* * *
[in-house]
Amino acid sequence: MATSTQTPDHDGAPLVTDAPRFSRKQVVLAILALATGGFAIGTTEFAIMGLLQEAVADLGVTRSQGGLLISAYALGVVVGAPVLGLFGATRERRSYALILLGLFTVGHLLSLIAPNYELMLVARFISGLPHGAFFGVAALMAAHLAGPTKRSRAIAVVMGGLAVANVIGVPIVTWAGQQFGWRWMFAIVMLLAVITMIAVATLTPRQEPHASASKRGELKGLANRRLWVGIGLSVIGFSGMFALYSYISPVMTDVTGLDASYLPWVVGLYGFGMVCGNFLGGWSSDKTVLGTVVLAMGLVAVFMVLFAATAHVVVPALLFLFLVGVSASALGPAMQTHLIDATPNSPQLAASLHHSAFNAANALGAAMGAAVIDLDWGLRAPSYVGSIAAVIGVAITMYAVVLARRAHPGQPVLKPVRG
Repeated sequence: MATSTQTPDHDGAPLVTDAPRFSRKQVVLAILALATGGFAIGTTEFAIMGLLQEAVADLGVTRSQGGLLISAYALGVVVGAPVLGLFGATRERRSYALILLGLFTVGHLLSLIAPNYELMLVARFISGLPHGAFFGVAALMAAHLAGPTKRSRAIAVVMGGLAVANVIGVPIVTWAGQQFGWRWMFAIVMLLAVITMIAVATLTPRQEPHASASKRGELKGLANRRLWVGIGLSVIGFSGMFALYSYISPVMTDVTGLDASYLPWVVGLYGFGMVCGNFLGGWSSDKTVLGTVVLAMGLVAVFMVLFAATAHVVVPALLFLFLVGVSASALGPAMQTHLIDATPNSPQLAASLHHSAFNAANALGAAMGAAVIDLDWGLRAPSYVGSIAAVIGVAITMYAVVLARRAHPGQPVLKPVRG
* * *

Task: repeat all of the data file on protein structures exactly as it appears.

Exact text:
[in-house]
Amino acid sequence: MATSTQTPDHDGAPLVTDAPRFSRKQVVLAILALATGGFAIGTTEFAIMGLLQEAVADLGVTRSQGGLLISAYALGVVVGAPVLGLFGATRERRSYALILLGLFTVGHLLSLIAPNYELMLVARFISGLPHGAFFGVAALMAAHLAGPTKRSRAIAVVMGGLAVANVIGVPIVTWAGQQFGWRWMFAIVMLLAVITMIAVATLTPRQEPHASASKRGELKGLANRRLWVGIGLSVIGFSGMFALYSYISPVMTDVTGLDASYLPWVVGLYGFGMVCGNFLGGWSSDKTVLGTVVLAMGLVAVFMVLFAATAHVVVPALLFLFLVGVSASALGPAMQTHLIDATPNSPQLAASLHHSAFNAANALGAAMGAAVIDLDWGLRAPSYVGSIAAVIGVAITMYAVVLARRAHPGQPVLKPVRG
Repeated sequence: MATSTQTPDHDGAPLVTDAPRFSRKQVVLAILALATGGFAIGTTEFAIMGLLQEAVADLGVTRSQGGLLISAYALGVVVGAPVLGLFGATRERRSYALILLGLFTVGHLLSLIAPNYELMLVARFISGLPHGAFFGVAALMAAHLAGPTKRSRAIAVVMGGLAVANVIGVPIVTWAGQQFGWRWMFAIVMLLAVITMIAVATLTPRQEPHASASKRGELKGLANRRLWVGIGLSVIGFSGMFALYSYISPVMTDVTGLDASYLPWVVGLYGFGMVCGNFLGGWSSDKTVLGTVVLAMGLVAVFMVLFAATAHVVVPALLFLFLVGVSASALGPAMQTHLIDATPNSPQLAASLHHSAFNAANALGAAMGAAVIDLDWGLRAPSYVGSIAAVIGVAITMYAVVLARRAHPGQPVLKPVRG